In light of the ‘animal turn’ it is timely to explore how researching animals is developing within and across disciplines. There is a growing interest within the social sciences and humanities in exploring the place of animals in society and culture, an interest that has been linked to significant societal shifts and potential transformations in human-animal relationships.
Challenges have been mounted to humano-centric views of the world and to the way in which animals have been studied as objects rather than as active subjects co-constituting the social world. Questions have been raised about how animals should be treated: Are they moral subjects? Should they have rights? How can their welfare be ensured? What is the nature of animal agency?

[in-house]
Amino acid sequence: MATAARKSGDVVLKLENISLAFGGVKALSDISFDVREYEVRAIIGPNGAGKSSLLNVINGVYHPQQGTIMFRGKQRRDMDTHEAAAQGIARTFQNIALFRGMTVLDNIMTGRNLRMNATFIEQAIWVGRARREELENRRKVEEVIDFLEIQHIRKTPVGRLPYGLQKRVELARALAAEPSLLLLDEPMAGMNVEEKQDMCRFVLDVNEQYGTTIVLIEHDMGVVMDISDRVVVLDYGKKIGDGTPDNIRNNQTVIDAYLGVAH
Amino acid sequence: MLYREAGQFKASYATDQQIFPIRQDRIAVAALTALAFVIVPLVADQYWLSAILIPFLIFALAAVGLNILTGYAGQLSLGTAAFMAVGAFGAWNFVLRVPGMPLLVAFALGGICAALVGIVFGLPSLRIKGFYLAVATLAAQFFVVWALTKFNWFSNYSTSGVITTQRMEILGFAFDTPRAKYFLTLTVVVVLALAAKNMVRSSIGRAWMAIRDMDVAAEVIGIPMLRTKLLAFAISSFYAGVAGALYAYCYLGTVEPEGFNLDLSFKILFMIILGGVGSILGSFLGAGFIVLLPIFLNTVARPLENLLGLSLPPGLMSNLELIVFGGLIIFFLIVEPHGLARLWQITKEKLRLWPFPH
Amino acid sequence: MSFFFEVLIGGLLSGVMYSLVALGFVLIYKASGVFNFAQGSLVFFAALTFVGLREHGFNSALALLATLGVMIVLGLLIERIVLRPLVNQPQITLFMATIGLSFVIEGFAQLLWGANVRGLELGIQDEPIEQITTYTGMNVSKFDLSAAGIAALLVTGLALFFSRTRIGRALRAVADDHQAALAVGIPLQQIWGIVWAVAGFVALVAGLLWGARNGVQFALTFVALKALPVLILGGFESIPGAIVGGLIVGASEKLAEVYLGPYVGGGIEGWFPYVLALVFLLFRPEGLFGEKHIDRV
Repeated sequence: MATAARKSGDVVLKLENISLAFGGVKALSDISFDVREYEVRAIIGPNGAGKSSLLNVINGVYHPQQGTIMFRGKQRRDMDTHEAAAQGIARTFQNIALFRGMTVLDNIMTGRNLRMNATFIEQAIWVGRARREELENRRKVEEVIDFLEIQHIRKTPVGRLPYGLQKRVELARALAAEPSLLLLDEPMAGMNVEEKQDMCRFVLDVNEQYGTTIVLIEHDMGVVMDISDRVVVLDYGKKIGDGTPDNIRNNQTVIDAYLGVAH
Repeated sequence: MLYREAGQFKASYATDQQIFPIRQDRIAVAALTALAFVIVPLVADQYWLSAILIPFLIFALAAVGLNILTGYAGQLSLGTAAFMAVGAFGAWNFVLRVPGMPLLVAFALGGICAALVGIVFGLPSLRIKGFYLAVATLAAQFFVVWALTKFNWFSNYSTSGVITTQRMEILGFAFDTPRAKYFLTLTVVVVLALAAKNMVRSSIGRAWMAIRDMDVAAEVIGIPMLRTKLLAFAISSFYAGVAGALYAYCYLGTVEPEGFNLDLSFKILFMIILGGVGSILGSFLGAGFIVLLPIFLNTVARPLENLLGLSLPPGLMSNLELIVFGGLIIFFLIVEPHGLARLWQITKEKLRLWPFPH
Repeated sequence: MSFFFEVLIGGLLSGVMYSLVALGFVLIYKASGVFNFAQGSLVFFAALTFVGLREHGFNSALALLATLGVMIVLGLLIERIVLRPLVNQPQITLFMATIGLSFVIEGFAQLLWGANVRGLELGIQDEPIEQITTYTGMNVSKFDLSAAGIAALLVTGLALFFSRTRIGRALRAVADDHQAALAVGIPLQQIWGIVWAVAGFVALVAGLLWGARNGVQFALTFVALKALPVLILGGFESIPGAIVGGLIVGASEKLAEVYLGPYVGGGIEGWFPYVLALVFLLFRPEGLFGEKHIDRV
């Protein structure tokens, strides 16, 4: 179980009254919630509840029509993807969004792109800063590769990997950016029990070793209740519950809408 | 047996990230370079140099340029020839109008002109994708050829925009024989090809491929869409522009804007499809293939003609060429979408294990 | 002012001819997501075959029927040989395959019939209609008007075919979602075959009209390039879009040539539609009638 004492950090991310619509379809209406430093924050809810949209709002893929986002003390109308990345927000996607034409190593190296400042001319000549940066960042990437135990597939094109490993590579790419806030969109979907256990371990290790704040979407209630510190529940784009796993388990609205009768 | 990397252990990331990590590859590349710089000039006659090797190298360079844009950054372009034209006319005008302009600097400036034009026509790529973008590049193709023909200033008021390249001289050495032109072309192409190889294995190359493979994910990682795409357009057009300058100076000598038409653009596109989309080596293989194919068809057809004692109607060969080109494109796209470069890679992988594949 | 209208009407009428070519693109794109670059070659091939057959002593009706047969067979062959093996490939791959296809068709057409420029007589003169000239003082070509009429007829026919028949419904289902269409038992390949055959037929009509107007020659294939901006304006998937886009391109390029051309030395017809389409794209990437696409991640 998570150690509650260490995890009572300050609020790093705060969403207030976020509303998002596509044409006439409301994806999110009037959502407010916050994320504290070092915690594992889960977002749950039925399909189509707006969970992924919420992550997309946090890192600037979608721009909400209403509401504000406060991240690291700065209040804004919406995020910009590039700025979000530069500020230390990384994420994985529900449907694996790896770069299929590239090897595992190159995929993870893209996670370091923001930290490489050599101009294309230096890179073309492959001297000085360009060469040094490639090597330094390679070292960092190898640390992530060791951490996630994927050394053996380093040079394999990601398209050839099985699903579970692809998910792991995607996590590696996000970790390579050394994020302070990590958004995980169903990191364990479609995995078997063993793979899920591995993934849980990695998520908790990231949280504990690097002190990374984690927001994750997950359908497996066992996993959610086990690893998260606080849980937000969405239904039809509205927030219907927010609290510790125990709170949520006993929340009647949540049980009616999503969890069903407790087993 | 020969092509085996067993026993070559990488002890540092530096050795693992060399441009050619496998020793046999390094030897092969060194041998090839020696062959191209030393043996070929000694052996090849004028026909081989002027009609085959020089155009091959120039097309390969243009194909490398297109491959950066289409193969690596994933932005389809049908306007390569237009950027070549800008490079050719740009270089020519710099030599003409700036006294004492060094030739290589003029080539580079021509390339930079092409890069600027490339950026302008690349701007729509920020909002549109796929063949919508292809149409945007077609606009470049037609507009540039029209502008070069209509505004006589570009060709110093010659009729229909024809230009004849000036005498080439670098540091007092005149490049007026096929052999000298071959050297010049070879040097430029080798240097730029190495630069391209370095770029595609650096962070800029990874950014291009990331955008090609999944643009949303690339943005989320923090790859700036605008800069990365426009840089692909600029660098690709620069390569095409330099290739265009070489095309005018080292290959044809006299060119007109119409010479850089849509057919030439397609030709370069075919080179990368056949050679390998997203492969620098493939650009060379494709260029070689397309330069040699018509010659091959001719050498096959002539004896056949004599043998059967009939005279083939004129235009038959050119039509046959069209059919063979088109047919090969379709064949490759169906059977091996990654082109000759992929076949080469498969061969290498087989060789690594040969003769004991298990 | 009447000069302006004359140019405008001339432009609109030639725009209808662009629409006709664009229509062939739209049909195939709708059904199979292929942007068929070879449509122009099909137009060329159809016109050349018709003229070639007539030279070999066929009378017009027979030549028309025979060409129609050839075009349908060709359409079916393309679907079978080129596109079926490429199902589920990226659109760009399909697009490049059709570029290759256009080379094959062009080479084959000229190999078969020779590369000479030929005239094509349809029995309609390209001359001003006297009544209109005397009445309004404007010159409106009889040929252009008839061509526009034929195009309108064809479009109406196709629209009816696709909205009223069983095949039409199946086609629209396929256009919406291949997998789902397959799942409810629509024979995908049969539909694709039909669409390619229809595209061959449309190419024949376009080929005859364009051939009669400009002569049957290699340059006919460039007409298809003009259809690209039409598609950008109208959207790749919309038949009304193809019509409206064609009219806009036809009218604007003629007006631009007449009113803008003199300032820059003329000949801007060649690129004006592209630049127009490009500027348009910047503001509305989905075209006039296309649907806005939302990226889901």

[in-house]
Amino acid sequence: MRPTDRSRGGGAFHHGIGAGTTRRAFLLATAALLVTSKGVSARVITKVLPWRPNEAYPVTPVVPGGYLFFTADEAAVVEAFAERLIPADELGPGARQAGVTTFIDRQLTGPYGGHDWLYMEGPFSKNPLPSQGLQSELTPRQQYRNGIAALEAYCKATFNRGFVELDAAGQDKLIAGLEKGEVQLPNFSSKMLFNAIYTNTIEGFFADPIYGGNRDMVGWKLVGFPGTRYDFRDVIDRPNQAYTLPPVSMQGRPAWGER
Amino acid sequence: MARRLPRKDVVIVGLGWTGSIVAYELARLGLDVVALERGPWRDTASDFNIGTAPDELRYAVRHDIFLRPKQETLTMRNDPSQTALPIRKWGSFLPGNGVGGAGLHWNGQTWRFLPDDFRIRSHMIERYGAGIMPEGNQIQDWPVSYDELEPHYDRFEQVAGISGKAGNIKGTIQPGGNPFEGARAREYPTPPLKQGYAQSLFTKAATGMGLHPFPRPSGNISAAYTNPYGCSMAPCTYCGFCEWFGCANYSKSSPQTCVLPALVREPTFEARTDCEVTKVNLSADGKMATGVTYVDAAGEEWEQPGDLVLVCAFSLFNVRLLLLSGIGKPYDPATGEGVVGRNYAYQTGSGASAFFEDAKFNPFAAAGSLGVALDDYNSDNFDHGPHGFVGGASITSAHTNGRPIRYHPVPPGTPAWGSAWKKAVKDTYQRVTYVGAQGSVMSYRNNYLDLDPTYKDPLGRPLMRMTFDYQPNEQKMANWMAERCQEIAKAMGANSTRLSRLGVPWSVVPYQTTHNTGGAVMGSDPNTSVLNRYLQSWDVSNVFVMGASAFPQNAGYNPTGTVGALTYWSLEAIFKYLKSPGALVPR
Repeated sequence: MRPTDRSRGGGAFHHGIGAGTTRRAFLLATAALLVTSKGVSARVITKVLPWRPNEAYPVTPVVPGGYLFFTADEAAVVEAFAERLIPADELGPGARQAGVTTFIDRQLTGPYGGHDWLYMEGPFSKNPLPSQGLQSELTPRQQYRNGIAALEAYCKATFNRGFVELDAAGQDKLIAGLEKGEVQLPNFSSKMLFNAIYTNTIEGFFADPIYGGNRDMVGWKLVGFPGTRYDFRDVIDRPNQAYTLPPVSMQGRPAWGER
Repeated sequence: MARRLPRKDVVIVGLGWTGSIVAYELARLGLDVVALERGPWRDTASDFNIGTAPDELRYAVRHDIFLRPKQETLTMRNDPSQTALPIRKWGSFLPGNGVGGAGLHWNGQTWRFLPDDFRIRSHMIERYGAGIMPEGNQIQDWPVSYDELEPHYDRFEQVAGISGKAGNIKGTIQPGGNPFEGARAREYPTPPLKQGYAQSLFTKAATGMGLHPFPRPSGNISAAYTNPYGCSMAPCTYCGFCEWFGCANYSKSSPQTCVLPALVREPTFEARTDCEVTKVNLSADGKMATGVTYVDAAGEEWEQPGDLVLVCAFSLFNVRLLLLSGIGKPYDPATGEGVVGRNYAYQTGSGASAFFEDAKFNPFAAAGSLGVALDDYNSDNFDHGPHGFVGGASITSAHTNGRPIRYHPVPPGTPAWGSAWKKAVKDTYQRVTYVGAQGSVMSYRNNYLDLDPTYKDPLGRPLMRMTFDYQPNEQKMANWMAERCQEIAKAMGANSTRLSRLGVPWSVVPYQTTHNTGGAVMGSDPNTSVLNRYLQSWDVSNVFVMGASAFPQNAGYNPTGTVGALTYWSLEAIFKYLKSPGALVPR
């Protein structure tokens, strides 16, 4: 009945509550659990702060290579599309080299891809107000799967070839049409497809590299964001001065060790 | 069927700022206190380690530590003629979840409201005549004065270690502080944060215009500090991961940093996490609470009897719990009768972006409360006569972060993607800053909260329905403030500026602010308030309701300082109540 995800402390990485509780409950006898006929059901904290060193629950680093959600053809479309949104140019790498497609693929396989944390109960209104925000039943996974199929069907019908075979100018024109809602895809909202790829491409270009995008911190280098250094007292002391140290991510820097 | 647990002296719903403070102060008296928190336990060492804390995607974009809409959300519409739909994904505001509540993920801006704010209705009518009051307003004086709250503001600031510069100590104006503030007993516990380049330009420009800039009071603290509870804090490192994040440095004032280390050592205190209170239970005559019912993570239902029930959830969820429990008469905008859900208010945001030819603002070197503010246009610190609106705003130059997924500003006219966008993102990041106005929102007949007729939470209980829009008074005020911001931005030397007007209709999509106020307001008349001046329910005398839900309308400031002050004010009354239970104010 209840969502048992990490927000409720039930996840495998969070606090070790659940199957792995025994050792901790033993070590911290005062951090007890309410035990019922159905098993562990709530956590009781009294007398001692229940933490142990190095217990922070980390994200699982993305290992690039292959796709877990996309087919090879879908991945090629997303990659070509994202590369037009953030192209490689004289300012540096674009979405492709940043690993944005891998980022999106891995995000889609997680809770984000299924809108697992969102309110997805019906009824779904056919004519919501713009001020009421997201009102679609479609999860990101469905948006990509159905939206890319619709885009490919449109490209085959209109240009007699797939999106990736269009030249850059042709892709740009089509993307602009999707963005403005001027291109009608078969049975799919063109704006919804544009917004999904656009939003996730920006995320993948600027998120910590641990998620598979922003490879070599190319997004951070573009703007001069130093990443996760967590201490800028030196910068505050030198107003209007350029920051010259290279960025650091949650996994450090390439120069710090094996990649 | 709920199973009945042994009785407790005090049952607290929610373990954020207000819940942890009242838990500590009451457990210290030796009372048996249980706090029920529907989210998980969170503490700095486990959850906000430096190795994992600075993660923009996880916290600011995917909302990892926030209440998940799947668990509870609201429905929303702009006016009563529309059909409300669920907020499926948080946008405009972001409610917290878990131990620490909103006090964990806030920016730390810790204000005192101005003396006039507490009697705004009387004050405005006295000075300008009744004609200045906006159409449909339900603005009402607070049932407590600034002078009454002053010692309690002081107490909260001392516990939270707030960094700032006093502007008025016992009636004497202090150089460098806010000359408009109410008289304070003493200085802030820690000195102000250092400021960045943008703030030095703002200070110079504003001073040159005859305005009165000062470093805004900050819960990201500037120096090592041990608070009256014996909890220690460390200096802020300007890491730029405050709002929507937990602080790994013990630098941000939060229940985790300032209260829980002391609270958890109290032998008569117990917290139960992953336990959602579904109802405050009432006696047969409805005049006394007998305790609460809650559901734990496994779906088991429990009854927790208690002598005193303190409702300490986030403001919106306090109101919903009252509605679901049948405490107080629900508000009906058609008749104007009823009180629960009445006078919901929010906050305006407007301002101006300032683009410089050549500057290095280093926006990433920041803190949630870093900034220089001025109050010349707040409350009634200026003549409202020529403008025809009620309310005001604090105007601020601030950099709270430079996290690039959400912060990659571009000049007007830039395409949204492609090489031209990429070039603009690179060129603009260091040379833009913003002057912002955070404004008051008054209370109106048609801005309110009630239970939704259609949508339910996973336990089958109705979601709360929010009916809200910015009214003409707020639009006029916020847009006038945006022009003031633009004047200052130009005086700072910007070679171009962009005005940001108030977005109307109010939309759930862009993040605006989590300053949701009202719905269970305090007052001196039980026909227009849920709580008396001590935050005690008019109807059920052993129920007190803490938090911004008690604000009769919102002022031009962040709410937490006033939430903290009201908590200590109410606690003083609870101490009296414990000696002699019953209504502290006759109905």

These questions cross disciplinary boundaries and have important social and political implications. This speculative lunch aims to explore these questions, to stimulate cross-disciplinary communication and to establish a network of researchers in the field of interdisciplinary animal studies.
This event is open to staff and postgraduates. For further information contact Deborah Butler at firstname.lastname@example.org.
Date: 15 March
Location: Milburn House